Tackling the challenges of the ever-evolving agricultural technology field will  require companies large and small, as well as regulators, to work in  collaboration, experts agreed at a conference on Monday.

“A lot of  drivers force us to change – climate change, growing population,” said Oded  Distel, director of Israel NewTech.

“For all those good reasons, we must  change and do things differently from the ways we used to.”

University of Arkansas professor calls for EPA approval of neonicotinoid pesticides

From: EP News Wire

By Peter Gallanis

A University of Arkansas department of entomology professor says neonicotinoids do not harm pollinators, and the Environmental Protection Agency (EPA) should not delay approving new applications for using the pesticides.

“I’m extremely disappointed the EPA has chosen this path,” Gus Lorenz said this week. “We feel, based on our work, that neonicotinoid pesticides provide very little risk to pollinators, particularly honey bees. It’s a slap in the face to our research and other research as well.”

ResponsibleAg seeks leader for Fertilizer Stewardship Initiative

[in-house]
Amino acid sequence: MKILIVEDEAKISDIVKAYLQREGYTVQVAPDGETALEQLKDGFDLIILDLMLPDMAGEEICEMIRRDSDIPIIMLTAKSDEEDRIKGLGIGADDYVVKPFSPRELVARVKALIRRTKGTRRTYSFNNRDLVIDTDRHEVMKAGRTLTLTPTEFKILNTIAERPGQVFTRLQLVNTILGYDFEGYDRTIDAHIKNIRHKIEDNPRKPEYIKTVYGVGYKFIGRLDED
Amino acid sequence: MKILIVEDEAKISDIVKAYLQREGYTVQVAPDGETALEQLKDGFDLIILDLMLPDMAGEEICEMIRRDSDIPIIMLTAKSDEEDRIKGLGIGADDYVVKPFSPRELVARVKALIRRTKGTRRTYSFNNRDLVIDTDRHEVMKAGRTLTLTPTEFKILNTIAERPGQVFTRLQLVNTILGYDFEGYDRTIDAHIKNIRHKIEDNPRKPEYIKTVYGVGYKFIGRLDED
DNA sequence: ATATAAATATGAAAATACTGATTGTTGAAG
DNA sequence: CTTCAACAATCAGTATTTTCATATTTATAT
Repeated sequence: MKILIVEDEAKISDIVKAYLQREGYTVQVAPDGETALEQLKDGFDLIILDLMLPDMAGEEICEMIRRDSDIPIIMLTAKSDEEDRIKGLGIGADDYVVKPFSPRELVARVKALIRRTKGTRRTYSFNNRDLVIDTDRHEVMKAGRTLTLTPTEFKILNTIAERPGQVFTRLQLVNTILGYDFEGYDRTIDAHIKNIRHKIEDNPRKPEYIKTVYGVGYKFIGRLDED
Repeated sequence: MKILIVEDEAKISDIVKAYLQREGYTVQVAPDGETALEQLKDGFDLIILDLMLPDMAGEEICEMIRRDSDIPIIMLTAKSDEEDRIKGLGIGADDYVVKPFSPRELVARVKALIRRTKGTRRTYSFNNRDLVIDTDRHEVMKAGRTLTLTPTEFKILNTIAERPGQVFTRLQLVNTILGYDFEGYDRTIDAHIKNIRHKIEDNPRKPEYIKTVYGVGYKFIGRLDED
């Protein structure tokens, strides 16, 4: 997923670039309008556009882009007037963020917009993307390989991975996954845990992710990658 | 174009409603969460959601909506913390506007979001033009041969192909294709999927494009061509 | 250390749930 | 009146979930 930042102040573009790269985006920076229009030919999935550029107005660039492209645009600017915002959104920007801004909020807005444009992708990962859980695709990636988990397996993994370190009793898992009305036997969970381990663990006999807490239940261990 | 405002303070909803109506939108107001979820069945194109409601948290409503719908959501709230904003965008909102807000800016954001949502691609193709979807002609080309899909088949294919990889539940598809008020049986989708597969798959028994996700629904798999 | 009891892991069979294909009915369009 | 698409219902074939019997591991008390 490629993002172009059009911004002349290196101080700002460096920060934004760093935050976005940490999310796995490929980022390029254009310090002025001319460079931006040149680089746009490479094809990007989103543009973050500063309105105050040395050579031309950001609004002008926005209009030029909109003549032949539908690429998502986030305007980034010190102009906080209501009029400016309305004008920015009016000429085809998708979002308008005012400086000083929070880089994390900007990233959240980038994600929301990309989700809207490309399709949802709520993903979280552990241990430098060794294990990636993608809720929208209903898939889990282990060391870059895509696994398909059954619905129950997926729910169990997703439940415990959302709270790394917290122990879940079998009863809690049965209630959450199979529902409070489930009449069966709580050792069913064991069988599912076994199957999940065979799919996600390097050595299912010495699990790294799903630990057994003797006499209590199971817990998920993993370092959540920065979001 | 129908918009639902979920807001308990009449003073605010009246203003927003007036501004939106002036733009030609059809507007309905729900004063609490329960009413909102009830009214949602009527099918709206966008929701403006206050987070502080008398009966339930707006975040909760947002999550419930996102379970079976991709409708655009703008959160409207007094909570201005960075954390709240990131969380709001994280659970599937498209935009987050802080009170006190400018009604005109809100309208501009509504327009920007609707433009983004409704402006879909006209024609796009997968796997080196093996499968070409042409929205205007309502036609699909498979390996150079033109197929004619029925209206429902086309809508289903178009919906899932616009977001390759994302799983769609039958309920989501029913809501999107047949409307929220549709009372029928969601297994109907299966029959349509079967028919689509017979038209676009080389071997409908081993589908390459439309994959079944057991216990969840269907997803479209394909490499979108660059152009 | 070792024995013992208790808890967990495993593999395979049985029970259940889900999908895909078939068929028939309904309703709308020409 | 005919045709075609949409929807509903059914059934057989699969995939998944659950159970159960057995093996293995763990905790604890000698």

From: AgProfessional

ResponsibleAg, an independent nonprofit stewardship initiative that helps retail agribusinesses comply with federal fertilizer handling and storage rules, is seeking an executive director.

The executive director will act as the senior manager for this groundbreaking initiative. Since its formation in 2014, Congressional leaders and regulators have lauded ResponsibleAg, and its auditor training curriculum has been recognized by the Board of Environmental, Health & Safety Auditor Certifications. The executive director will report to the nine‐member Board of Directors, comprised of five representatives of the Agricultural Retailers Association (ARA) and four representatives of The Fertilizer Institute (TFI).